I can't decide whether to murder Yaromir Efferson. On the surface he's a model zealot, never sparing the lash in pursuit of sin, but I look at how repulsively literate our village has become under his eye, and I worry that beneath that righteous facade lurks the mind of a Scholar. Were this any other season he'd make a perfect sacrifice, but I butchered a member of the Efferson clan in the spring and they're threatening revolt if I do it again too soon. Ludmila Kegnni would be a solid alternative - she's been stealing from the altar fund, a capital offence, but on the other hand her Sadistic tendencies are an inspiration to us all. Who else, then? Ah yes, young Marya Cadwell. Of course, you could argue that being a Teenager isn't all that grave a sin, but fewer adolescents on our streets equals a more biddable populace. Besides, the Cadwells are pretty well-disposed toward me right now. Let's see how deep their loyalty goes.
These are the kinds of ghastly decisions you'll make in The Shrouded Isle, a well-wrought Lovecraftian management sim distinguished by some beautifully emaciated monochrome art, which puts you in charge of a village cult just three years (twelve turns, or around an hour of play) from the apocalypse. Your mission, should you be morbid enough to accept it, is to grease the wheels of annihilation by sacrificing townsfolk to Chernobog, an undersea deity named for the God of the Night in Slavic myth.
Every season, you'll pick five advisors from the game's five clans - each a procedurally generated morass of virtues and vices drawn from a list of around 60 traits. Then you'll put up to three of these advisers to work, month to month, in order to raise (or, if you choose badly, lower) your community's levels of Ignorance, Fervor, Discipline, Penitence and Obedience. Neglect any facet of the community's spiritual life for too long and it's game over. Come season's end, you'll select an advisor to offer up to the god beneath the waves, permanently reducing the village headcount and in all probability, rousing the wrath of their kin. Allow a clan to feel Rebellious for more than a turn, and they'll take up arms against you. Think of it as a bit like carefully chiselling away the cliff you're standing on, stone by stone, root by root, till the ocean itself sees fit to sweep you away.
The first big wrinkle is that vices and virtues are largely a mystery to begin with. You can approach clan elders for hints before appointing advisers, and commission an inquiry to reveal a single trait if you have enough favour with that clan, but much of the time, you'll have to glean what makes them tick by watching them at work. This obviously creates potential for nasty surprises, like recruiting an Ascetic to boost local Discipline only to find that he's a closet Kleptomaniac. Unmasking major vices is, however, a blessing in disguise, because the juicier the sin, the more enthusiastically villagers (including the victim's relatives) will respond when you put that character under the knife. Where a game like XCOM is about making the best of what the RNG doles out, The Shrouded Isle thus sees you actively grooming reprobrates to serve alongside more dependable advisers, so you've got plenty of bones to throw Chernobog down the line. The god itself will occasionally complicate matters by whispering to you in your dreams, calling on you to hunt down one particular sinner while keeping a certain village stat extra-high.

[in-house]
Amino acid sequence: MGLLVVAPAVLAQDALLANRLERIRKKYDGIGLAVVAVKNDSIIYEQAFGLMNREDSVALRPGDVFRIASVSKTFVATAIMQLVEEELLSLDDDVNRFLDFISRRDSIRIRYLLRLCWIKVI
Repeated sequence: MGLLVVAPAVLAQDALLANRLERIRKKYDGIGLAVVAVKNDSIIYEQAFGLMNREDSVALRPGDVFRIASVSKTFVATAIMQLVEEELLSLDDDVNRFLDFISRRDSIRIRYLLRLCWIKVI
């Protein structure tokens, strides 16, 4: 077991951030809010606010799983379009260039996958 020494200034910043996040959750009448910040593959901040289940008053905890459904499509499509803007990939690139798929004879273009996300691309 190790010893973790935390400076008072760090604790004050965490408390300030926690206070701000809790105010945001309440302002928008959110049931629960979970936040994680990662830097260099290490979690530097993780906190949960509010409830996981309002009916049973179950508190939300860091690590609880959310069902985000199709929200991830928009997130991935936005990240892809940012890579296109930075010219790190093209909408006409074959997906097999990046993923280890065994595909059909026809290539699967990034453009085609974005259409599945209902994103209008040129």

As meshes of competing variables go it's hardly as ornate or volatile as XCOM, but for a piffling £7 or $10 there are plenty of grotesque involutions to unearth on replay. You'll learn, for example, that it isn't wise to reveal too much about a character you hope to sacrifice, because if that character turns out to have a major virtue your followers will be divided over the choice, losing as much of one devotional quality as they gain of another. Better to hide that light under a bushel, before snuffing it out. It's delightfully awful. Occasional semi-random narrative events add a bit of scripted malevolence or absurdity - you might offer to erect a monument to carrots to appease quarrelling farmers, or burn a passage of scripture which suggests that Armageddon is a few thousand years off rather than three.
Redolent of both Game Boy dungeon crawlers and Mike Mignola's Hellboy comics, the visuals are mesmerising throughout. The game's puritanical tyranny finds its echo in the palette, a glaring quagmire of yellow and black (alternate colour schemes include "sacramental wine" and "poison ivy"). Characters appear as ruined canvas portraits, their eyes seared away by shadow. The audio is marvellous, too: each clan has its own introductory orchestral sting, a skitter of pipes and strings that suggests a shaft of sunlight exposing something horrid on a table in a darkened room. The Shrouded Isle is essentially a few dozen pieces of 2D art with overlaid animations, but it conjures up an atmosphere of entrenched, ineradicable evil the average triple-A horror game seldom manages.
It's hard, nonetheless, not to wish for a little more meat on the bones after a few sessions. While suspenseful in its early stages, The Shrouded Isle tends to grow a little dry by year three, once you've discovered most of the vices and virtues in circulation - it feels like there should be another, over-arching campaign dynamic to shake players up towards the finale. Still, this is a marvelous blend of fanaticism and Machiavellian calculation, and a pleasantly wicked way to round out the summer lull.